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Travelling by plane is mostly reserved for humans and some pets, but for thousands of fish in Utah, they get to experience flights every year.
Because many of the state's lakes and streams are inaccessible, the Utah Division of Wildlife Resources has to get creative in order to restock them with fish. So, every year the division takes stockpiles of fish aboard a plane and drops them from more than 100 feet above the waterways.
However, dropping them from that distance is "surprisingly painless" and typically survivable for the small trout that the organization restocks the high-elevation waterways with, the agency said.
A video of the aerial process was posted online recently, showing how the fish are scattered into the lakes and streams from a plane flying high above. Parts of it were slowed down considerably to highlight how frantic the fish were as they were released.
The airborne restocking occurs several times a year, typically starting in July, and has been commonly used since the 1950s, according to the division. Pilots are able to drop up to 35,000 trout into 40-60 lakes in a matter of a few hours. The procedure is quicker and more efficient than pushing the fish through a pipe that channels them into a lake, which is typical for restocking accessible lakes.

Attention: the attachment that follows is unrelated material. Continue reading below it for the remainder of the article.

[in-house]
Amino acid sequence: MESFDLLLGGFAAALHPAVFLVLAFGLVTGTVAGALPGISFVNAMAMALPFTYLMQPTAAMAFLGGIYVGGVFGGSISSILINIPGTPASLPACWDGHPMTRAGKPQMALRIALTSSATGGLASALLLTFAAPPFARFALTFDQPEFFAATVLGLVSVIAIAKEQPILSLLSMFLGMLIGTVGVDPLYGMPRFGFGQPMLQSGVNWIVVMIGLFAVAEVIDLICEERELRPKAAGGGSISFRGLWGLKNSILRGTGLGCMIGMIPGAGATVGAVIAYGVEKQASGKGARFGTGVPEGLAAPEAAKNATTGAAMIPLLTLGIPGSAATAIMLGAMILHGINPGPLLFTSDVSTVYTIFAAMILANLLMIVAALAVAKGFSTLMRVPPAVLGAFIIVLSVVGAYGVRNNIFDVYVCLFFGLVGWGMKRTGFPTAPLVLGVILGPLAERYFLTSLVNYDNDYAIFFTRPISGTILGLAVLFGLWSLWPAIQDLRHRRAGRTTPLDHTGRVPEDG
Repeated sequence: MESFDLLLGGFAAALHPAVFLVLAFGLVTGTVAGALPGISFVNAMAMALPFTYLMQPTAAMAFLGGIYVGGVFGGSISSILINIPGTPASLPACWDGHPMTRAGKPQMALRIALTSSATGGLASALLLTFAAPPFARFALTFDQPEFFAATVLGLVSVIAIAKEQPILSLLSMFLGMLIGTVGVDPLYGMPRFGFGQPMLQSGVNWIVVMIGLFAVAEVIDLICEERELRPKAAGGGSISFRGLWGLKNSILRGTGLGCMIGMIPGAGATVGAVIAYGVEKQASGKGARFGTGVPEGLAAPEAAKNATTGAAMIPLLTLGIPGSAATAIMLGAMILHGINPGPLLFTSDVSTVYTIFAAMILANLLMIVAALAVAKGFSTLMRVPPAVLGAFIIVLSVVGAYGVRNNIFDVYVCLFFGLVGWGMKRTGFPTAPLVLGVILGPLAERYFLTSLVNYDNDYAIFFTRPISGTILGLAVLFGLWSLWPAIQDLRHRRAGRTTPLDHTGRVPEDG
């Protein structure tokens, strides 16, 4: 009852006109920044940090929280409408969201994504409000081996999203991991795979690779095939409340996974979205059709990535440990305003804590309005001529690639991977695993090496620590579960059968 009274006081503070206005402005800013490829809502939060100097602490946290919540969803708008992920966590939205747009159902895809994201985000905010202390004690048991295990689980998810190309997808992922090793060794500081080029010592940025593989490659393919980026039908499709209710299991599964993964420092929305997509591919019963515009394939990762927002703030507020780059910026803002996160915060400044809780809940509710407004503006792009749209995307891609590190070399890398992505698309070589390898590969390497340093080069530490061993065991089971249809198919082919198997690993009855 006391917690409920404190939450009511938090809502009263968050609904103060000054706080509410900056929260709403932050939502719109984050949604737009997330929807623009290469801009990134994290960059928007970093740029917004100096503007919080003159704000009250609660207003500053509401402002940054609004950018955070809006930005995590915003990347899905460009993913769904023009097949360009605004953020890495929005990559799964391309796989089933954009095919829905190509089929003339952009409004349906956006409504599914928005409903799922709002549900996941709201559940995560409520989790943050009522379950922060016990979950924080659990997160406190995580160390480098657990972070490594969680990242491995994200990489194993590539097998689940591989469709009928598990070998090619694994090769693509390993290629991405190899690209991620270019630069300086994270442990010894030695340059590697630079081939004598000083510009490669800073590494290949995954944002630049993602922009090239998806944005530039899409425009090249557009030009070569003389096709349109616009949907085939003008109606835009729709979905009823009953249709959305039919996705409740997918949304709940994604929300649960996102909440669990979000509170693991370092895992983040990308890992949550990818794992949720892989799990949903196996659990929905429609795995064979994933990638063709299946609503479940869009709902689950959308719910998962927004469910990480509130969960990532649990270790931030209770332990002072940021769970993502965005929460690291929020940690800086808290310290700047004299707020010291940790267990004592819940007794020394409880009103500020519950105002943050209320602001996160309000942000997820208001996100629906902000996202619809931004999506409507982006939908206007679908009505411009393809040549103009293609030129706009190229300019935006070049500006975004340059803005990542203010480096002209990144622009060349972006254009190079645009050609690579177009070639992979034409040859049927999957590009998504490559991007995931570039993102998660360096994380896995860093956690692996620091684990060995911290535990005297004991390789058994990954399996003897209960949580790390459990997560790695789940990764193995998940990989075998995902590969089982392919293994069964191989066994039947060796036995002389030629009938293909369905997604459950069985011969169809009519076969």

Because a number of waterways can't be reached by car, pilots take to the air -- stationing the plane at around 150 feet above the lakes and streams -- to release the fish somewhat smoothly into their new habitats.
(Utah Division of Wildlife Resources/Storyful)
The division stated that it takes the fish just a few hours to reach the water after they've been dropped from the plane, despite falling from considerable height. As a result, the aquatic animals feel less stressed, leading to a greater survival rate during the release.
About 95 per cent of the fish survive the release, the Utah Division of Wildlife Resources told CNN in 2018.
What happens to them after they've reached their destination below? They have already adapted to the water temperatures before their fall and examined after the release to determine the number of fish that survived.
Thumbnail courtesy of Utah Division of Wildlife Resources/Storyful.
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